Renal toxicity due to 5-ASA may present as GN, minimal-change nephropathy with nephrotic syndrome and interstitial nephritis, which may be associated with nephrogenic diabetes insipidus [10,11,12,13,14,15,16,17]. In many cases, it remains unclear whether renal impairment emerges as an extraintestinal manifestation or as an adverse drug effect. However, it is supported that 5-ASA may be causal in initiation of interstitial nephritis of patients with IBD. The subsequent reversal of this renal impairment, albeit partial, was temporally related to drug withdrawal [9,18,19].

A few cases of renal toxicity have been reported with sulfasalazine in the form of an idiosyncratic, dose-independent phenomenon occurring as a part of a generalized hypersensitivity reaction [20]. Mesalazine, on the other hand, has been reported to be responsible for a significant number of patients developing nephritis during its administration [21]. Mesalazine may provoke acute or chronic interstitial nephritis [13,19,22]. Patients with mesalazine nephrotoxicity show a striking male predominance [9]. Several clinical trials have reached the conclusion that TIBN in IBD patients during mesalazine treatment is not related to dosage or time of exposure, suggesting that cumulative exposure is not a significant factor for TIBN development [3,8,23] although a recent report by Patel et al. [24 ] suggests that a significant dose- and treatment duration-dependent decline of creatinine clearance is present in IBD patients. Symptoms such as malaise, fever, eosinophilia, skin rash may emerge as signs of TIBN, the absence of which, however, does not exclude 5-ASA nephrotoxicity. Renal biopsy can determine whether interstitial nephritis is the cause of renal deterioration [9].

The exact mechanism of induction of TIBN and the site of initiation within the kidney are not known. Only a minority of patients manifest a systemic type-1 hypersensitivity with fever and eosinophilia. Mesalazine is structurally related to salicylic acid and phenacetin, both of which are associated with the entity of ‘analgesic nephropathy’, which is characterized by interstitial nephritis and papillary necrosis. In the kidney, salicylate is both filtered and actively secreted by proximal tubules via the basolateral organic anion transporter. Passive reabsorption occurs throughout the nephron resulting in high cortical and medullary concentrations. Salicylates, inhibit the synthesis of intrarenal prostaglandins, which are vasoactive mediators of intrarenal blood flow and uncouple oxidative phosphorylation in mitochondria. These effects, either alone or in combination with other events, cause a regional disturbance of intrarenal blood flow and local tissue hypoxia. High intrarenal concentrations of salicylate also inhibit the pentose phosphate shunt, reducing renal glutathione and rendering the kidney susceptible to oxidative damage. Ischemic reperfusion injury induces an inflammatory response at the endothelial level, causing inflammatory cell recruitment to local tissue. Tissue injury from recurrent hypoxia/reoxygenation, possibly related to peak plasma interstitial levels of salicylate exacerbated by reduced renal glutathione, could contribute to chronic inflammation and interstitial fibrosis. Direct tubular toxicity in addition to tissue hypoxia is also suggested [21].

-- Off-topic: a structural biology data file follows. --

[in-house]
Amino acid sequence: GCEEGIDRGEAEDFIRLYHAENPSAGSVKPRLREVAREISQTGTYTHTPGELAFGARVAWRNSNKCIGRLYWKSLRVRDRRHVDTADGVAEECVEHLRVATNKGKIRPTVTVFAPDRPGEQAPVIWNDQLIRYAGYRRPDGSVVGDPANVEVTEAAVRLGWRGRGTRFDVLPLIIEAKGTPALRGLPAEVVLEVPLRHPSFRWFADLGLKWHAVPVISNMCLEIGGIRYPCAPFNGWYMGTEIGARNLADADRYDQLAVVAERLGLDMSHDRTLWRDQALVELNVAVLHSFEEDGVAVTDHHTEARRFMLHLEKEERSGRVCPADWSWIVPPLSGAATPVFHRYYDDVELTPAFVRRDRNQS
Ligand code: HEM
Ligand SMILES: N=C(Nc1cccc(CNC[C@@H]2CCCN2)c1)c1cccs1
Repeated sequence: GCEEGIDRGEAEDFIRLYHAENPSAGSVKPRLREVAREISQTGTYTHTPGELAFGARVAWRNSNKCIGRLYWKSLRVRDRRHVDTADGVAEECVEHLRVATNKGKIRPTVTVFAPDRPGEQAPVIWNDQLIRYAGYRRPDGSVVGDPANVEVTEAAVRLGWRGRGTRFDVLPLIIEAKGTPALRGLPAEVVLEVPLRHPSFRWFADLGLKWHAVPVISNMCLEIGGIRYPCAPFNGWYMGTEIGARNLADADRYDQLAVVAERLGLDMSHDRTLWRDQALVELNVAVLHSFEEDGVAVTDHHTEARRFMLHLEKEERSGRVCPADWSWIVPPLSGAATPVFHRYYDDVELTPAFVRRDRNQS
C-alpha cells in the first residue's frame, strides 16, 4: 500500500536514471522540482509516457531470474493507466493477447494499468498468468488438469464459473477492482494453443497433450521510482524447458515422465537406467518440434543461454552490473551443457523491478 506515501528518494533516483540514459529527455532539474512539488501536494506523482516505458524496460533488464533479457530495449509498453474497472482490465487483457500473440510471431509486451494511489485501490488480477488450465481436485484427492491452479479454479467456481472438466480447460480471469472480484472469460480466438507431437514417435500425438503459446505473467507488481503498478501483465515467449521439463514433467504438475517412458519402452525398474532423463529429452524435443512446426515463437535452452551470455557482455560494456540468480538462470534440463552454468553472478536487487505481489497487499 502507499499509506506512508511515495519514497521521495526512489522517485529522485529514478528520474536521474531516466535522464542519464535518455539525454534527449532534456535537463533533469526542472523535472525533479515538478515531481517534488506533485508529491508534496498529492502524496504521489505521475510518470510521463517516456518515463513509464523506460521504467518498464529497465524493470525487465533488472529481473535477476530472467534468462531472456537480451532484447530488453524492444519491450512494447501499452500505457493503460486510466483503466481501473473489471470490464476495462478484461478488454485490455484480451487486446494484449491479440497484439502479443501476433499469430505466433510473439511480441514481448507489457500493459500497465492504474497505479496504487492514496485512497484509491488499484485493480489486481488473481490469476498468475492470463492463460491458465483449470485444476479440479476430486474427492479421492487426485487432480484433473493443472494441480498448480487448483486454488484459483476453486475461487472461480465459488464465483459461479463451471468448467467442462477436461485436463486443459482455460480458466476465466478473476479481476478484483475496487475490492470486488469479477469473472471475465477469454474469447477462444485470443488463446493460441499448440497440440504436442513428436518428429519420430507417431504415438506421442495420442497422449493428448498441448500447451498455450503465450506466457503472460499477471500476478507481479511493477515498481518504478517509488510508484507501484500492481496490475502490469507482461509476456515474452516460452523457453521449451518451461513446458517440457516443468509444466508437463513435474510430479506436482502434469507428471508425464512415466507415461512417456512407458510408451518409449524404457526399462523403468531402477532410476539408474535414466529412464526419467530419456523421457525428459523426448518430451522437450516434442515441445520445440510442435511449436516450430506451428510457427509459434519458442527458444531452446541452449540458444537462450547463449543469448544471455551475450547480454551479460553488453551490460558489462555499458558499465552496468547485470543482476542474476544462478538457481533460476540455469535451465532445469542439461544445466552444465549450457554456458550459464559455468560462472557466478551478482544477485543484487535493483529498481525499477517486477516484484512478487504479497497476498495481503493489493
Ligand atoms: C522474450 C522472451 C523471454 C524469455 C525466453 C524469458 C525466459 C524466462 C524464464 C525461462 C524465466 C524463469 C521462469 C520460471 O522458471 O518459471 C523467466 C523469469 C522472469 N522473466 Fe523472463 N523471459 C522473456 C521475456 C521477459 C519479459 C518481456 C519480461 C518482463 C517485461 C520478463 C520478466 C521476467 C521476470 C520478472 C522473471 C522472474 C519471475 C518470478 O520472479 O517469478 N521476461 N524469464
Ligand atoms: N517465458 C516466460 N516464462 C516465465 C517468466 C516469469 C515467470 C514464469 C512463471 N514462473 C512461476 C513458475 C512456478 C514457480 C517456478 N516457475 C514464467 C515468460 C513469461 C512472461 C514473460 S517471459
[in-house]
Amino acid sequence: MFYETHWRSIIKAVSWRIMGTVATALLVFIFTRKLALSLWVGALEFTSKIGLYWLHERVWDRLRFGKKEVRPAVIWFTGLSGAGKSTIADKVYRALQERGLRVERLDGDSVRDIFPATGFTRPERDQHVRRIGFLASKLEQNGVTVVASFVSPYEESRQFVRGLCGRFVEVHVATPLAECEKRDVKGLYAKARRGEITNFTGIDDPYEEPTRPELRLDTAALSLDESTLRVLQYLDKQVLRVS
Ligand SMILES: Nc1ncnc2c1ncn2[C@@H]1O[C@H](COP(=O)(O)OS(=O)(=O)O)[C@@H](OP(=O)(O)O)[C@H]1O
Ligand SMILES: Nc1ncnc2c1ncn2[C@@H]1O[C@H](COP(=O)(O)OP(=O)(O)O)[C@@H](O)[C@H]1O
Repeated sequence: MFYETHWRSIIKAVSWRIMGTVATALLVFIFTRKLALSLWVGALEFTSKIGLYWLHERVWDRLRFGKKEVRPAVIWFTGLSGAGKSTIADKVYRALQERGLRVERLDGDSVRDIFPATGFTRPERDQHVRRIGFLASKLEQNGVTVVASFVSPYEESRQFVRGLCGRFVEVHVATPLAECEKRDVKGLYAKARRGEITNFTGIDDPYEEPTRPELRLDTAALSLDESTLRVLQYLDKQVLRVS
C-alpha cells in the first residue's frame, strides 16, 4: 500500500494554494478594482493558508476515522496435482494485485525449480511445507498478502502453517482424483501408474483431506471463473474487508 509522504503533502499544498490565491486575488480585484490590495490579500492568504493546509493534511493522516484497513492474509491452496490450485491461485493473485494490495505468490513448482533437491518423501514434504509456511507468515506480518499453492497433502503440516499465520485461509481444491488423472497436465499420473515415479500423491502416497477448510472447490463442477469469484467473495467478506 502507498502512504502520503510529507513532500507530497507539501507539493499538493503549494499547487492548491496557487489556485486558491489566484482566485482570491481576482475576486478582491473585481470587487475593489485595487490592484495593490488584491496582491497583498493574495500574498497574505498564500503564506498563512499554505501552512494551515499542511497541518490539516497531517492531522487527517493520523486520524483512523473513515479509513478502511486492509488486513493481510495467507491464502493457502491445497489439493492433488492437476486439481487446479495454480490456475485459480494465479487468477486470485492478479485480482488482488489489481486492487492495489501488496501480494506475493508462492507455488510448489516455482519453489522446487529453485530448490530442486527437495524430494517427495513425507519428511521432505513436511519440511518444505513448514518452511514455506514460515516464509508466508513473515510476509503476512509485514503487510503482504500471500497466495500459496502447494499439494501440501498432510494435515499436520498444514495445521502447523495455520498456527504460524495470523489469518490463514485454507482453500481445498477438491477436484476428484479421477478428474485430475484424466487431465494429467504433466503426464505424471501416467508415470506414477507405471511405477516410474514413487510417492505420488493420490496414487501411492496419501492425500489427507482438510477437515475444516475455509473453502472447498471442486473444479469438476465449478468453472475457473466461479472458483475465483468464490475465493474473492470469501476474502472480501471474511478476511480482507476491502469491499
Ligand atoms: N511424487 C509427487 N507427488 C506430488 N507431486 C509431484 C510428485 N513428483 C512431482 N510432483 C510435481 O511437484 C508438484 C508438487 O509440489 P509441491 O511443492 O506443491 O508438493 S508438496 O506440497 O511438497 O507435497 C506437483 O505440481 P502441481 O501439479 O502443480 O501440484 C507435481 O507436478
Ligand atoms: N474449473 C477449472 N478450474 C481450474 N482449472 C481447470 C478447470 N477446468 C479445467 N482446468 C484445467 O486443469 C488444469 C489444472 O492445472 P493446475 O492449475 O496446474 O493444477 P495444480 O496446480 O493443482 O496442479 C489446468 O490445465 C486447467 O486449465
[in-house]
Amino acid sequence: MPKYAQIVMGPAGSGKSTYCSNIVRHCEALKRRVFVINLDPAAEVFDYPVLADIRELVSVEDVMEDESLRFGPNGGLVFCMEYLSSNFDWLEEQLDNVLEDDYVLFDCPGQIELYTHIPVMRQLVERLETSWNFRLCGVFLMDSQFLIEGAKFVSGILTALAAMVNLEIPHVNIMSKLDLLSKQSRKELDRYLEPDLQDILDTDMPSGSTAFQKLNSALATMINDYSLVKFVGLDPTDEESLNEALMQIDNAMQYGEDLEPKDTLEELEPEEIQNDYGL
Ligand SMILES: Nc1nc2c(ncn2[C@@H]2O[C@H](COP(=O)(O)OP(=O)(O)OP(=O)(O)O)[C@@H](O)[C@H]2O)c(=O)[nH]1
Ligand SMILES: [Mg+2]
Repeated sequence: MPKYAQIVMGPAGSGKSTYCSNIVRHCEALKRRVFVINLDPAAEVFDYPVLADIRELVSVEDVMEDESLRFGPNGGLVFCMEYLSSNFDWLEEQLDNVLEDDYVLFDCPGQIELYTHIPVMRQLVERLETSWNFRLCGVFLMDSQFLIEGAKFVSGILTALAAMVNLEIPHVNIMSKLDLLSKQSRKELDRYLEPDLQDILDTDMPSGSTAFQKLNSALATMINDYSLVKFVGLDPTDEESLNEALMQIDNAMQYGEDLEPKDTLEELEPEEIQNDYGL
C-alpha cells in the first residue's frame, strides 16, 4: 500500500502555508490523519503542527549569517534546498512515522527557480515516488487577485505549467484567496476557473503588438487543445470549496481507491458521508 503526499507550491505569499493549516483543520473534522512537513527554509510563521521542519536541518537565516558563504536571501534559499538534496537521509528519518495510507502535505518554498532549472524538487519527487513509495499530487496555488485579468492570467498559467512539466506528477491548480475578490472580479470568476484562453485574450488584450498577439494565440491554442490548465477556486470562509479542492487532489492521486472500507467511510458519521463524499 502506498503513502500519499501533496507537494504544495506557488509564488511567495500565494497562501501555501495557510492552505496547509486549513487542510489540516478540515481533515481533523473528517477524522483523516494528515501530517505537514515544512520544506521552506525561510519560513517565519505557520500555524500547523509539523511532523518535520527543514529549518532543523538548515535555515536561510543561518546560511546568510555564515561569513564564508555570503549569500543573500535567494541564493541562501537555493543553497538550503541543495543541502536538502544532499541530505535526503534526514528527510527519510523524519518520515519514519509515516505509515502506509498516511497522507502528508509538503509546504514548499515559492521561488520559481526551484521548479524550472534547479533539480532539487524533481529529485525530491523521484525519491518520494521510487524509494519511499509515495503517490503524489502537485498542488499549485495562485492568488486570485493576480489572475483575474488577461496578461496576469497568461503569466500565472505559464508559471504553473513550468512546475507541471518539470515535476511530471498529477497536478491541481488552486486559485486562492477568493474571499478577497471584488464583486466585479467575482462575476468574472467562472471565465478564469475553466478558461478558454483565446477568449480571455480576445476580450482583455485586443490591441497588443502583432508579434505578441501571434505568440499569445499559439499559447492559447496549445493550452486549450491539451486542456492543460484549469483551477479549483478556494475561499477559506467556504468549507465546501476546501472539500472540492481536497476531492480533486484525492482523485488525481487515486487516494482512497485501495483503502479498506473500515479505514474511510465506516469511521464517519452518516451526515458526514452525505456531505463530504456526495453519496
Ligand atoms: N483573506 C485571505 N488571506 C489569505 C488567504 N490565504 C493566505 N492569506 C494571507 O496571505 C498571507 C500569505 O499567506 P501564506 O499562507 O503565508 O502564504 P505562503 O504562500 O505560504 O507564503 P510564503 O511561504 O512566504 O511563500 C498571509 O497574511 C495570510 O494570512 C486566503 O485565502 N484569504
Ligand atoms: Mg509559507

The development of TIBN, either as an idiosyncratic response or as a nephrotoxic effect, suggests prompt discontinuation of 5-ASA therapy. The injury is usually reversible, but when diagnosis is delayed, it may be permanent [9,13,15]. Steroid or immunosuppressive therapy may improve renal dysfunction [9,13,14].

Although the mechanisms of 5-ASA nephrotoxicity have been analytically demonstrated, suggesting that renal function deterioration due to 5-ASAs is possible, a number of recent reports have shown IBD activity as the main factor responsible for renal impairment. Tubular proteinuria such as microalbuminuria has been demonstrated to be present in the majority of IBD patients, and seems to be related to disease activity rather than to 5-ASA treatment [25,26,27,28,29,30,31,32]. Even if users of 5-ASAs have an increased risk of renal disease, this risk may be partially attributable to the underlying disease. Furthermore, the incidence appears to be low and does not appear to be related to either the dose or type of 5-ASA used [25]. Regarding assessment of the renal function of IBD patients treated with 5-ASAs, it has been suggested that it should be monitored every 4 weeks during the first 3 months of 5-ASA therapy to identify patients who may be at risk of developing progressive renal damage. Monitoring can be reduced to 3-monthly for the first year and to yearly for the next years. Increased monitoring frequency is warranted in patients receiving steroid therapy since this may camouflage symptoms of significant renal damage during 5-ASA treatment [3,9]. However, the optimal monitoring schedule in patients receiving 5-ASA treatment remains to be established as there is no evidence to date that either the test, or the frequency of testing, improves patient outcomes [3].